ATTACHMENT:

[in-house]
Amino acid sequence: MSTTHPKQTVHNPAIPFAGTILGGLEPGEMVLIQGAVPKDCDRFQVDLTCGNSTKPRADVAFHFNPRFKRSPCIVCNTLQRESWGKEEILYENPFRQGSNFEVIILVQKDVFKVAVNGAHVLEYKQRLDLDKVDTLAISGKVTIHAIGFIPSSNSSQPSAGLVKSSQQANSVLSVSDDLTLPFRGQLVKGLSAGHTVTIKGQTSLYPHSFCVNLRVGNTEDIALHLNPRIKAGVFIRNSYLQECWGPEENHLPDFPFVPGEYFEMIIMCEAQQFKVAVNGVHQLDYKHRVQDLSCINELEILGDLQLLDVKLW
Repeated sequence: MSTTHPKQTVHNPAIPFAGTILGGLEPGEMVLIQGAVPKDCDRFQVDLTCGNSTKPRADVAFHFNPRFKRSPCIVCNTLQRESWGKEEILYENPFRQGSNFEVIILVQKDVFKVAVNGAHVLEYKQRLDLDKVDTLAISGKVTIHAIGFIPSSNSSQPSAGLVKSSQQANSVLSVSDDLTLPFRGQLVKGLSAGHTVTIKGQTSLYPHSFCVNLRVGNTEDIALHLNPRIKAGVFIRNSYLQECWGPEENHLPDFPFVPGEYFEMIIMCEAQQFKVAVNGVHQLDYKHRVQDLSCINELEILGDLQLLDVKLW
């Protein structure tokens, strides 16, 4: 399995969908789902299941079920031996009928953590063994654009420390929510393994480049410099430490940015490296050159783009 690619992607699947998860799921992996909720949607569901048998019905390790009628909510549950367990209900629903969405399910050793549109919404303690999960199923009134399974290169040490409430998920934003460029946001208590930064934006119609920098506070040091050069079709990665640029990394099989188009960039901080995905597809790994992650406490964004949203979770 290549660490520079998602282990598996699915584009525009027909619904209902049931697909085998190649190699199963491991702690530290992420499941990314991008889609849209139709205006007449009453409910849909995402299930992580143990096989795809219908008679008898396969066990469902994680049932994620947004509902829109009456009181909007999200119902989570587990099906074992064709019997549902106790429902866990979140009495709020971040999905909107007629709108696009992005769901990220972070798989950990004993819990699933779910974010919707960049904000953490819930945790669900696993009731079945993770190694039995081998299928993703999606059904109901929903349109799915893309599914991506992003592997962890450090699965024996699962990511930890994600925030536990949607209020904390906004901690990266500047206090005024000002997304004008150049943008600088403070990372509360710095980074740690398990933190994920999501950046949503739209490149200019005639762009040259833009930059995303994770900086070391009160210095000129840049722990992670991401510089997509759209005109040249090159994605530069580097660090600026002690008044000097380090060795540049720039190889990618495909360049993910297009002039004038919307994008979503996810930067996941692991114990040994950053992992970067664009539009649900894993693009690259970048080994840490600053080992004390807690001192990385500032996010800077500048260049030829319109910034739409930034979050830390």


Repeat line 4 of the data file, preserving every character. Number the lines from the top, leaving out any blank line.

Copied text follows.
């Protein structure tokens, strides 16, 4: 399995969908789902299941079920031996009928953590063994654009420390929510393994480049410099430490940015490296050159783009 690619992607699947998860799921992996909720949607569901048998019905390790009628909510549950367990209900629903969405399910050793549109919404303690999960199923009134399974290169040490409430998920934003460029946001208590930064934006119609920098506070040091050069079709990665640029990394099989188009960039901080995905597809790994992650406490964004949203979770 290549660490520079998602282990598996699915584009525009027909619904209902049931697909085998190649190699199963491991702690530290992420499941990314991008889609849209139709205006007449009453409910849909995402299930992580143990096989795809219908008679008898396969066990469902994680049932994620947004509902829109009456009181909007999200119902989570587990099906074992064709019997549902106790429902866990979140009495709020971040999905909107007629709108696009992005769901990220972070798989950990004993819990699933779910974010919707960049904000953490819930945790669900696993009731079945993770190694039995081998299928993703999606059904109901929903349109799915893309599914991506992003592997962890450090699965024996699962990511930890994600925030536990949607209020904390906004901690990266500047206090005024000002997304004008150049943008600088403070990372509360710095980074740690398990933190994920999501950046949503739209490149200019005639762009040259833009930059995303994770900086070391009160210095000129840049722990992670991401510089997509759209005109040249090159994605530069580097660090600026002690008044000097380090060795540049720039190889990618495909360049993910297009002039004038919307994008979503996810930067996941692991114990040994950053992992970067664009539009649900894993693009690259970048080994840490600053080992004390807690001192990385500032996010800077500048260049030829319109910034739409930034979050830390």